How to doctor shop: Why personalities matter, and why it's OK to switch
It's OK to be choosy when it comes to doctors.
"I think when you pick a doctor that you're going to see, you're really picking a partner for you to trust," said Dr. Amy Greminger. "And different people need different things."
You're new in town, or you have to change doctors for some reason. How do you choose? And does it matter?
Greminger and Dr. Sandy Stover both serve as assistant professors in the Department of Family Medicine and Biobehavioral Health at the Duluth campus of the University of Minnesota Medical School. Both see patients themselves — Greminger at Essentia Health-Duluth Clinic and Stover until recently at the Sawtooth Mountain Clinic in Grand Marais. Like all medical professionals, they've also been through the experience of choosing doctors for themselves.
Both talked not only about looking for a new doctor in a new place, but also being willing to switch doctors if things aren't working out.
There's one switch Greminger said she'd be hesitant to make.
"I always think it's good to pick a system that you're going to use and stick with it," she said. "I think there can be some confusion when you go across systems."
Other factors such as proximity to your home and what your insurance covers play a part, Greminger said.
Here are some more take-homes from the two doctors:
Ask your friends
"I ask people who they see and why they like them," Greminger said. "I think why they like them is just as important to me as who they see because as a physician I know doctors are really individualized."
For instance, she said, when her husband asked her to recommend a doctor, she didn't recommend her doctor. "The right person for me isn't the right person for him," she said. "I said, 'Well, you probably want somebody that's not super-talkative and is going to be just the facts.' And he was, 'Yes, that is what I want.'"
Some people need a doctor who's a taskmaster, she said. Others need one who is more of a friend, or one who is very goal-focused.
"There are as many different kinds of doctors as there are doctors," Greminger said. "Everybody practices slightly differently. That's the beauty of medicine is that it's not one-size-fits-all."
Watch the videos
Larger health systems often have videos of their providers online and lists of what their preferences are, Stover said. You might find view that information to find a physician with whom you have common interests, or you might just like what a particular doctor has to say.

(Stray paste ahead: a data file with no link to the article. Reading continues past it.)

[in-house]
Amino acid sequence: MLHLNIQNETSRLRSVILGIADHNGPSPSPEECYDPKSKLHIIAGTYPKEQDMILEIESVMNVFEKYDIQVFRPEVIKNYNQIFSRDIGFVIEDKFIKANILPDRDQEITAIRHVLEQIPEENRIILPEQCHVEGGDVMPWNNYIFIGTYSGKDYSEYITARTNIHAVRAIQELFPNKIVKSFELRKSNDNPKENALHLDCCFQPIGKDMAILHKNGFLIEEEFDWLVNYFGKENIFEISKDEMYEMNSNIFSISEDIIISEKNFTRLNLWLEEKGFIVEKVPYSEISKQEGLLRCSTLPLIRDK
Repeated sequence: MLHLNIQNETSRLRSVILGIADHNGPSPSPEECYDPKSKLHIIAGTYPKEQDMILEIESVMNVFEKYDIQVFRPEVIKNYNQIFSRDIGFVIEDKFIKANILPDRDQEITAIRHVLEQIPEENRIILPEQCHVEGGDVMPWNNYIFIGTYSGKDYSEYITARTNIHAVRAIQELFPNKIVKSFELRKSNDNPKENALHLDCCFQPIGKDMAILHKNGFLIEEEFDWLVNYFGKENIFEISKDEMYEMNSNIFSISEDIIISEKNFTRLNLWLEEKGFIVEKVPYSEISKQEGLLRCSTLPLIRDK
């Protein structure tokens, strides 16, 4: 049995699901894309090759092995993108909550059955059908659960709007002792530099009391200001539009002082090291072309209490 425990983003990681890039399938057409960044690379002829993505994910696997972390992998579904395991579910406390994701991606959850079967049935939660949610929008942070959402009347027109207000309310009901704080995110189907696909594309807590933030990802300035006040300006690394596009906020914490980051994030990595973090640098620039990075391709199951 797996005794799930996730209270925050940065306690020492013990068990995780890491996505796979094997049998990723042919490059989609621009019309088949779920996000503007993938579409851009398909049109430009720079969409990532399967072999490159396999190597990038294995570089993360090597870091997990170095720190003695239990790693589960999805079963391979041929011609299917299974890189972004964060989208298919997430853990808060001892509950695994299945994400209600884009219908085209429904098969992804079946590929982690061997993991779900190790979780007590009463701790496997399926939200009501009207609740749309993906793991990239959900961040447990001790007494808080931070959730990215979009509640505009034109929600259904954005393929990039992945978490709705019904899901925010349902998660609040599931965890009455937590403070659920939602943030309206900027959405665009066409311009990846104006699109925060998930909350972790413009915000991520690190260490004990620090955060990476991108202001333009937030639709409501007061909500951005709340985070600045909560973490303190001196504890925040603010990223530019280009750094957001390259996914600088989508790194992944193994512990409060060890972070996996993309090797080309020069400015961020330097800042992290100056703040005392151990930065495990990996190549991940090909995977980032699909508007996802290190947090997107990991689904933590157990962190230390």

"It's OK to switch based on personality," Greminger said. "Doctors never, ever mind if somebody feels that somebody else is a better fit for their personality."
"I do think people get the feeling that once they pick their doctor that that's who their doctor is, and that there would be resistance from the clinic to change that," she said. "And that is not true."
On the other hand, anyone can have a bad day, Stover said. It's OK to tell your physician something didn't feel right to you.
"I would watch that response," Greminger added. "It's just like a relationship with anybody else."
Changing over time
"Family practitioners are all trained the same way but often have a special interest in a time of their life for taking care of young families," Stover said. "Later in my career, I took care of a lot more women in their menopausal years."
"When you develop a relationship with someone to the extent you can talk comfortably and freely with that person, that primary provider can also help in picking the specialist that will best meet your needs," Stover said. "And I would take into account personality."
Doctors are trashed and praised on various online sites, but Greminger and Stover aren't fans of that as a way to choose your physician.
"When people write these individualized complaints or glowing recommendations, it's just based on one experience at one point in time," Greminger said. "It's not a very representative, broad, statistical selection."
There's no filter, no good way to check it out, Stover said. "I think we live in an era where all of us should be thoughtful about what we read on the internet."
It does make sense to check online to see if there are formal complaints against your prospective doctor by the licensing board, Greminger said.
Don't hesitate to ask your current physician for advice on transitioning to a provider in your new town, Stover said. They may be able to recommend a clinic there and send ahead your medical records electronically, which will save you money.
"There are many connections that we all have throughout the world, and I have definitely been able to say, 'This group in this city, I already have a relationship; I hear good things about them,'" Stover said.
Your current doctor also can give you advice on how soon you should be seen after you move, Greminger said.
Greminger and Stover both said that for patients with chronic illnesses, they've talked to the new practitioner in the new location.
"There's insights that we have that don't have a place to put a check in a box in the medical record," Stover said.